As the night went on, I watched as person after person was treated by street medics for wounds from rubber bullets, bean bag rounds, & tear gas. I knelt to check my leg for the bruise left by an impact round. It hurt like hell. My eyes stung from tear gas, and I found it hard to breathe. On 11th Street, a woman ran by me with her nose bleeding, nearly torn off by a bean bag round shot directly into her face. I didn’t know her, but before I could get to her, three others were already helping her find treatment.

This was the police that I knew. This was the violence that BIPoC and working-class people have experienced in their communities in Lincoln for years. It was only now that the world seemed to care.

We discovered our power.

The vast system of oppression that exists around us had been confronted those nights in a way that was impossible to ignore. It had been confronted by teenagers, single moms, and people who would have never called themselves activists. We discovered the power to act in the solidarity that had been hidden from us. We felt it return to us when we stood together, when we confronted the enemies of our community, when we took care of each other’s needs, and when we literally fought back against the ones who continue to oppress us.

This is the reason why I would keep going out into the streets night after night, even when the shooting stopped. I didn’t go because I supported a particular organization or politician, or because I thought all this could simply get fixed with a ballot, I went out because we had discovered we could get there directly without any intermediaries. I wasn’t alone in this.

Power was consolidated by a few.

Over the next week, power was slowly re-distributed from the crowd itself to just a few individuals.

After the events of Saturday and the intense police violence on Sunday, we found each other once again congregated outside the courthouse on Monday. This time though, there were people from the front telling us how we should feel and how we should act. The mood was still hopeful, but there was disagreement amongst the crowd. Several individuals were now recognized as leaders of the movement, though it didn’t seem like we had ever asked to be led. Some of those leaders instructed the crowd that they didn’t want anyone to stay out past curfew that night. The Mayor herself was allowed to speak and urged us all to abide by the curfew, otherwise she couldn’t guarantee our safety.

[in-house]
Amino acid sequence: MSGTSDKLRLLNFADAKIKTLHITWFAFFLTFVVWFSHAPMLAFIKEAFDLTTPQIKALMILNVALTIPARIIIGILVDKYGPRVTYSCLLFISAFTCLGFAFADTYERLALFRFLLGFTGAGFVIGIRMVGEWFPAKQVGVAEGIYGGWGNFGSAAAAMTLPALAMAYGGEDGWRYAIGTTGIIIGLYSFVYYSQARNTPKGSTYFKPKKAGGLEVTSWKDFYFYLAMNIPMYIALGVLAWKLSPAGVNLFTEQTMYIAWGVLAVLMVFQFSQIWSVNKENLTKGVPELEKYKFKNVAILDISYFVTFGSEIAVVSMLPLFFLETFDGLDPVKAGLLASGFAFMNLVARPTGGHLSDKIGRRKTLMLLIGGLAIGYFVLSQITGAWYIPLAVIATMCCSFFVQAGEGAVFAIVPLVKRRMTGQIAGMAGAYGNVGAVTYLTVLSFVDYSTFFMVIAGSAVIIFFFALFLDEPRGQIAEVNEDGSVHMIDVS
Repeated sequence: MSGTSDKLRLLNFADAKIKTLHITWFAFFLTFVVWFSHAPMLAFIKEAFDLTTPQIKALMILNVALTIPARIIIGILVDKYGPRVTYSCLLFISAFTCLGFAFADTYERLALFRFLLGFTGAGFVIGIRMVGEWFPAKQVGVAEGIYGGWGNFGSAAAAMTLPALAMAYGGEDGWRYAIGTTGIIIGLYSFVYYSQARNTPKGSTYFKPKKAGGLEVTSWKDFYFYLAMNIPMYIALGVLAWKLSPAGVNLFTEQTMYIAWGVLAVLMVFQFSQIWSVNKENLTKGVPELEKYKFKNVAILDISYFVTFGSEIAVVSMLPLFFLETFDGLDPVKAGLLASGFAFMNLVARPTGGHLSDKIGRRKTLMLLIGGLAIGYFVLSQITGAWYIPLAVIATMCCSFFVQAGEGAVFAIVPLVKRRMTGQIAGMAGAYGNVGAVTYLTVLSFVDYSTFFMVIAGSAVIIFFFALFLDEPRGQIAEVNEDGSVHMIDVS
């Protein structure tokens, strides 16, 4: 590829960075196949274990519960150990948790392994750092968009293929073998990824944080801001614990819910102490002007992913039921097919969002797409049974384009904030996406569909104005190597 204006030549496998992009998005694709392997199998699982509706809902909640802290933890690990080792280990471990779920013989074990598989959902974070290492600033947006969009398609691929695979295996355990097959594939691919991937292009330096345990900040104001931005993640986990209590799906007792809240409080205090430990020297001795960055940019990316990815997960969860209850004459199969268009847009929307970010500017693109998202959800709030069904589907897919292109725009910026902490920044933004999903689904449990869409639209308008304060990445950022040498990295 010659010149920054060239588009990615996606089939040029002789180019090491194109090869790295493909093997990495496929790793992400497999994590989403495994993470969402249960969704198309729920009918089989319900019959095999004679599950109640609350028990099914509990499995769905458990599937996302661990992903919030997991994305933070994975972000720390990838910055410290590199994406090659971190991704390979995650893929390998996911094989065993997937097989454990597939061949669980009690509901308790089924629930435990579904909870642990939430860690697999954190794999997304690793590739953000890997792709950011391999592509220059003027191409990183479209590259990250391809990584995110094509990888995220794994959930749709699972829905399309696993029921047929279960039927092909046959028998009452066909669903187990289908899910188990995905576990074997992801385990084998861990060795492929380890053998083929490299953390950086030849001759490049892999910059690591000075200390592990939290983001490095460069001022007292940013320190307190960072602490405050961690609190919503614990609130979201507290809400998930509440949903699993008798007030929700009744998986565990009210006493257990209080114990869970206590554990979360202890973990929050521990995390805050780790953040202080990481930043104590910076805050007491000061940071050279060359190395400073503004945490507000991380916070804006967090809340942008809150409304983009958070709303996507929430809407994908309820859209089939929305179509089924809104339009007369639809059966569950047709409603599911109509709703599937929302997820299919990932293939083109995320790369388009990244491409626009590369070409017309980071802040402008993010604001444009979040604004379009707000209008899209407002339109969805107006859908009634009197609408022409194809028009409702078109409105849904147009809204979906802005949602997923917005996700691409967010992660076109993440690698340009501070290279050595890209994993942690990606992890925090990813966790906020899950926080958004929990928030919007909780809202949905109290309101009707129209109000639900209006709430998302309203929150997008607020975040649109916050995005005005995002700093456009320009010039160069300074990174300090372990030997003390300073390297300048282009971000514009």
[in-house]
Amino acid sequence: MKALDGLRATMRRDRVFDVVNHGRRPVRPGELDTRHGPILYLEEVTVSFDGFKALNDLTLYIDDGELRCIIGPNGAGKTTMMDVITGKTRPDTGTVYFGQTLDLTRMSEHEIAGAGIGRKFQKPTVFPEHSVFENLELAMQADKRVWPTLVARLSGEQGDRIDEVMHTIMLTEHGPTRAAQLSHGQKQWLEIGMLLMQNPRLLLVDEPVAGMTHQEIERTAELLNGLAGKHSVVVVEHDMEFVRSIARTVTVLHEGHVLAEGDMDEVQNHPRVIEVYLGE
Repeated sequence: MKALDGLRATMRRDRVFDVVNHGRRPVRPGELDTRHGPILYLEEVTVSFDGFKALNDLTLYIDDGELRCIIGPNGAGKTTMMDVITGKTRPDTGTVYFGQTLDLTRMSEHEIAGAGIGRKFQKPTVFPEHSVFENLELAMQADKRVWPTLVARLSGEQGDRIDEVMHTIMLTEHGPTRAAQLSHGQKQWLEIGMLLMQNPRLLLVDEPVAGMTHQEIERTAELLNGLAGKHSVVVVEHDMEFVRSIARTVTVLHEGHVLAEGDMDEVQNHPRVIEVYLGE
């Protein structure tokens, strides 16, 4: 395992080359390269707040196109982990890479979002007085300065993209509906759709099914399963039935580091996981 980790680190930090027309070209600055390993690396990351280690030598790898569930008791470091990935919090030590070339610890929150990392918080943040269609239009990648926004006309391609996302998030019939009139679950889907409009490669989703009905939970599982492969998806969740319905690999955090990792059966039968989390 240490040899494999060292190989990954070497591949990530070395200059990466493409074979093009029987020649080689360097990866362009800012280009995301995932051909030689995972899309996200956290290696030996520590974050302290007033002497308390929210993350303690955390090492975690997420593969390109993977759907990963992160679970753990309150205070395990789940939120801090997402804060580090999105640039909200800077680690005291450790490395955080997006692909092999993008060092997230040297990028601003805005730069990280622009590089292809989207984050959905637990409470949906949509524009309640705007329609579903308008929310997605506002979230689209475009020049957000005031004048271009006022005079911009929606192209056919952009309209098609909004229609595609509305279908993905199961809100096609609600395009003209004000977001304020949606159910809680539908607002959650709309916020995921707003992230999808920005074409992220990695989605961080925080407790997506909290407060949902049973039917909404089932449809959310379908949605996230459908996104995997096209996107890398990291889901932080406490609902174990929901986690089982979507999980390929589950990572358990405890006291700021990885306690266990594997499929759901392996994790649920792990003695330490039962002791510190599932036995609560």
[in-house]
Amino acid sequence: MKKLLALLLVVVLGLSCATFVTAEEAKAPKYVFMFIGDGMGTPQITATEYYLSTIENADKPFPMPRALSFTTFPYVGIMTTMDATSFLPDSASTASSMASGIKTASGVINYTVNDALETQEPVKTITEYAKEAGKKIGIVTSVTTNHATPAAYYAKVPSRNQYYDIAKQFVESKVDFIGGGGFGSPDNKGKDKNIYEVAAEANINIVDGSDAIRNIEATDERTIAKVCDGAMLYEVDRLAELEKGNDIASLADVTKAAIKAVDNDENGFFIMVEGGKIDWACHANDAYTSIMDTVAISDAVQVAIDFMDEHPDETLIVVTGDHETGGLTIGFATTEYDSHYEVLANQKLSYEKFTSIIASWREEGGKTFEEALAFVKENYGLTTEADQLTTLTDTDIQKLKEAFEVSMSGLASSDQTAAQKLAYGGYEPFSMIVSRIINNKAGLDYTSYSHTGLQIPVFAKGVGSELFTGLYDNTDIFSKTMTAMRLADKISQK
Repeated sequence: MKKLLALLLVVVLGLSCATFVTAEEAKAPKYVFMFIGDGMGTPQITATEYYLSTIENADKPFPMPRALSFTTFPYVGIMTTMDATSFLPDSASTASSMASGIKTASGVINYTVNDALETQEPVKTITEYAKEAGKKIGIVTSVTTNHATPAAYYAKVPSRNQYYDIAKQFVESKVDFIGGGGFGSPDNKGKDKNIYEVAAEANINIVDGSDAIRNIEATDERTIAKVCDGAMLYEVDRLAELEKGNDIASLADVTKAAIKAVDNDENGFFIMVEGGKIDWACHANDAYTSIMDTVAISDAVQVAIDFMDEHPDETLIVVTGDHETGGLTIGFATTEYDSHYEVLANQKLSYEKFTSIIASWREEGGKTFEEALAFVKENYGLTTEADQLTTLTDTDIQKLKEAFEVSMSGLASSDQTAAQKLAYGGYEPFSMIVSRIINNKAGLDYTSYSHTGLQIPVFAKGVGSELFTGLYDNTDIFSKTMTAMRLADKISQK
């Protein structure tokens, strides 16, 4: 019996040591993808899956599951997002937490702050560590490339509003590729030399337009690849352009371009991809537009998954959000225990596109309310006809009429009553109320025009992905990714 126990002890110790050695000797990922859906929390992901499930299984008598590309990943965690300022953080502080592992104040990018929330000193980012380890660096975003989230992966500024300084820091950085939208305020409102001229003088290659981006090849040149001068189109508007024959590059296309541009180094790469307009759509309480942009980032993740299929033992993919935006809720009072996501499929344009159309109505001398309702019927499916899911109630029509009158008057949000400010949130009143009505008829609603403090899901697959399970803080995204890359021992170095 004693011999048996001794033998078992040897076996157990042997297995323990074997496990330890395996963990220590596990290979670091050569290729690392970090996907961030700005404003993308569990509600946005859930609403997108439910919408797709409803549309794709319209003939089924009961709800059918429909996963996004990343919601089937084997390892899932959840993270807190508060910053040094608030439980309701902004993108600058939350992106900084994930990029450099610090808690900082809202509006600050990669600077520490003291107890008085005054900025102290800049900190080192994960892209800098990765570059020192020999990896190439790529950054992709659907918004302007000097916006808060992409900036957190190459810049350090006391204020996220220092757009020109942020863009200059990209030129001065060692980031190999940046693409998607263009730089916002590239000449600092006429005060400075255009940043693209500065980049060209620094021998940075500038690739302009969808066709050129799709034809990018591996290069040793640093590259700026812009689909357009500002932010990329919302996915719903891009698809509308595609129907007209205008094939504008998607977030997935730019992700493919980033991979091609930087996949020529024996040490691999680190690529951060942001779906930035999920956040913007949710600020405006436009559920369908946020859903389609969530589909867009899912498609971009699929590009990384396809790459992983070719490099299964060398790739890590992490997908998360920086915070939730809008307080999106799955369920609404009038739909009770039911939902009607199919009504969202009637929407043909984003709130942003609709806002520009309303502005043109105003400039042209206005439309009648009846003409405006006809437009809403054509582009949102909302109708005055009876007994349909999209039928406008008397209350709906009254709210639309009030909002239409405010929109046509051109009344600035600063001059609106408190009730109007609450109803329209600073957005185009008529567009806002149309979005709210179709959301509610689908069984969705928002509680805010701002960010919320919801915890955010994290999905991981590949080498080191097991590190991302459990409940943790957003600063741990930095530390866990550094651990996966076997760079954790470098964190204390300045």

At this point, individuals in the crowd still had some agency. Person after person stood up and said that giving in at this moment and playing on the city’s terms would be the death of anything meaningful to come from this uprising. So, we decided to march past curfew, but in a compromise: We followed the leaders who had just told us to go home.

They led us to the capitol steps. For some reason, we agreed to wait. We were waiting for the same thing that had happened the last two nights to happen again. After all, why wouldn’t it? Nothing had changed in Nebraska’s police departments. No structures had been dismantled. But that night, our leaders negotiated. They said that if the supervisor of the State Troopers knelt with the crowd, and we all went home afterward, the police would refrain from violence.

That is exactly what happened. We let ourselves be represented by a few. Unsurprisingly, our new representatives gave in to the wishes of the city, accepting shallow symbols of support in exchange for the public perception that Lincoln was somehow above the unrest that continued in the rest of the country. The city talked the next morning not of the courage of its people but the courage of those troopers who kneeled. It was the perfect democratic resolution to the protests, the police and politicians heard us, and nothing had to change. The police did not beat us that night, but they did defeat us.

The people left.

As soon as organizers began to treat our oppressors in the police and city government as collaborators, the faces I saw those first few nights started to be replaced by the very people whose strategic passivity and complicity we had attempted to upend in the beginning. Our protest had been gentrified. Graffiti was replaced by nicely printed signs, and the people were displaced by middle-class liberals who needed the aesthetics of resistance to re-legitimize their facile politics.

We’ll meet again.

I continue to be hopeful. Even though each demonstration I have attended since this summer has failed to achieve anything close to the mass movement we saw in May and June, it will happen again. The bruises on our bodies may have gone away, but I hope their memory never does. I’m not the only individual who has realized the effect working people can have on this city, and it’s only a matter of time until we find each other again.

Next time, we must not allow ourselves to be silenced. Not by the cops, not by the city, and not by pacifiers and clout chasers, speaking through microphones. Our comrades all over the world and throughout history have done this very thing. We can look to those examples as inspiration. We can look to Chiapas in 1994, Tahrir square in 2011, and Hong Kong, Chile, Nigeria, Belarus, and Minneapolis in 2020.

If Lincoln’s streets are filled again two weeks, two months, or even a year from now, I am confident the fabric of this city will change. We know that we can organize and support ourselves directly and autonomously; we have done it. Let’s keep the memory of these events close. Let’s refuse the gatekeepers in charity and government. Let’s find each other again. We have each others’ backs. We’re still here.